FOXBORO – Sometimes, neighborhood issues spill over into neighboring towns.
Now, South Walpole residents fear that Foxboro’s at-times cozy partnership with the Kraft Group could leave their families stuck in the flickering shadows of a wind turbine taller than Boston’s 496-foot Custom House Tower.
They fear that Foxboro’s commitment to economic growth on Route 1 could come at the cost of their quality of life, as an already bustling Gillette Stadium area gains 25- to 30-story buildings in a high-tech complex with a hotel, convention center, apartment towers – and served by commuter rail on what is now a slow-go freight line.
Prepared with data to support their concerns with three major rezoning articles proposed by the Kraft Group, about 30 Walpole residents and officials implored Foxboro officials last month to act with fairness, knowledge and empathy when evaluating Kraft Group zoning requests designed to remake the face of Route 1 in Foxboro at the Walpole border.
“Passage of these articles would likely result in large-scale construction that would drastically alter the area by adding over-sized buildings and structures, heavy motor vehicle and train traffic, unsightly signage, increased noise and light pollution and a general change in the overall nature of the area,” Walpole planning board members told their Foxboro counterparts in a letter. “We ask that your board take into consideration the impacts these changes could have on the people of Walpole.”
Foxboro officials offered assurances they grasp the magnitude of the Kraft Group’s vision, and the work that lies ahead in shaping zoning bylaws that allow growth on Route 1 while protecting the interests of residents in and beyond Foxboro.
Foxboro planning board Chairman Kevin Weinfeld said his board has already declined to place three Kraft Group articles on the Dec. 5 special town meeting warrant.
Weinfeld conceded that any one of Kraft’s three requested re-zoning measure could mean huge changes on Route 1, and will require months of public review by the board.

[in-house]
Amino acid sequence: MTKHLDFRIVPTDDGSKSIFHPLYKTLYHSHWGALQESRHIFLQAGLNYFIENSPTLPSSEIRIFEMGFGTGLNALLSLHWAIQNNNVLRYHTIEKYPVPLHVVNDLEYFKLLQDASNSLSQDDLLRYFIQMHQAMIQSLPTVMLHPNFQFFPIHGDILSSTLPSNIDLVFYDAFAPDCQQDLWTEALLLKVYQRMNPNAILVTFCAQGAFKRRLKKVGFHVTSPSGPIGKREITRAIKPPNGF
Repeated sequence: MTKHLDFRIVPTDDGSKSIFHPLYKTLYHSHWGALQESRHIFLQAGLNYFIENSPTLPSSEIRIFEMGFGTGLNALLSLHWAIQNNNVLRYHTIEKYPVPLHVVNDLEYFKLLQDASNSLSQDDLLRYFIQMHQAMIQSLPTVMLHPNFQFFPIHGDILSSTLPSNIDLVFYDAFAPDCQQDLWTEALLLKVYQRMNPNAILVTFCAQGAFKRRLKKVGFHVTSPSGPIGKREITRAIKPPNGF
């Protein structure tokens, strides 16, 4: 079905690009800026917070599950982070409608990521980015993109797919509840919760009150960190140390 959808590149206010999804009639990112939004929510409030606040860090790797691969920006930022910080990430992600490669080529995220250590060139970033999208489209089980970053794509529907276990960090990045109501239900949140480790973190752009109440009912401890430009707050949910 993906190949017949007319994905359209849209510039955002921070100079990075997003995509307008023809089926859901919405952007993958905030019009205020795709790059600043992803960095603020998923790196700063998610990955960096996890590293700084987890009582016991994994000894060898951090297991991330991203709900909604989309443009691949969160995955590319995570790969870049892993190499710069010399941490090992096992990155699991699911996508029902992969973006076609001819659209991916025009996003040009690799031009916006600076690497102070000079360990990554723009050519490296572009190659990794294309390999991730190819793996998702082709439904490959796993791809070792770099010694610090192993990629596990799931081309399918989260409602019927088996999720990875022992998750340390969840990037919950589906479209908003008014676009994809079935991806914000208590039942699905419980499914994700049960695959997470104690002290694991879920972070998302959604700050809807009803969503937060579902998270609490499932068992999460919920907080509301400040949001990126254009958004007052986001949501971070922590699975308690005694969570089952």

Zoning changes require a two-thirds vote of town meeting, and without the board’s support, any zoning article would stand little chance of passage at town meeting, Weinfeld said.
Weinfeld said the Kraft Group has a proven history of meeting its promises to the town. He said that record does not give Kraft Group “any plenipotentiary rights” but that a record of honest dealings is comforting, a point endorsed by Walpole planning board member John Murtagh.
But Murtagh said the high tech park, with its hotel, convention center and wind turbines “could devastate our little homes and our lives.”
He said the board needs to grasp “the enormity of the situation.”
“The traffic on Route 1 would be horrendous,” Walpole planning board member Richard Mazzocca said in a meeting with Foxboro officials last month. “The impact on the quality of life in the area would be tremendous.”
The residents said converting the CSX freight rail for use as a busier and faster commuter rail to Boston would result in even greater traffic jams, noise and danger.
Former Walpole Selectman Bill Hamilton said it’s obvious to him that the Kraft Group is the driving force behind the commuter rail plan. He noted that the stadium hosted a private rail study session with the MBTA.
Another Walpole resident quoted from that 2010 feasibility study, and questioned why the cash-strapped MBTA would be even consider expanding commuter rail to Foxboro at a projected loss of $4 million a year.
But commuter rail is just one concern of Walpole officials.
As currently worded, the zoning changes submitted by Kraft lawyer John Twohig envision a high-tech office park with a hotel, convention center, commuter rail service, multi-family dwellings and wind turbines 500-feet tall or higher.
“Clearly a structure of that size has no place on Route 1, especially when there are residential neighborhoods immediately abutting it,” the Walpole officials commented in their letter.
They wrote that one of Kraft Group’s proposed zoning articles creates the possibility of 25- to 30-story towers only 50 feet from residential property in Walpole and “permanently blocking sunlight from nearby residences.”
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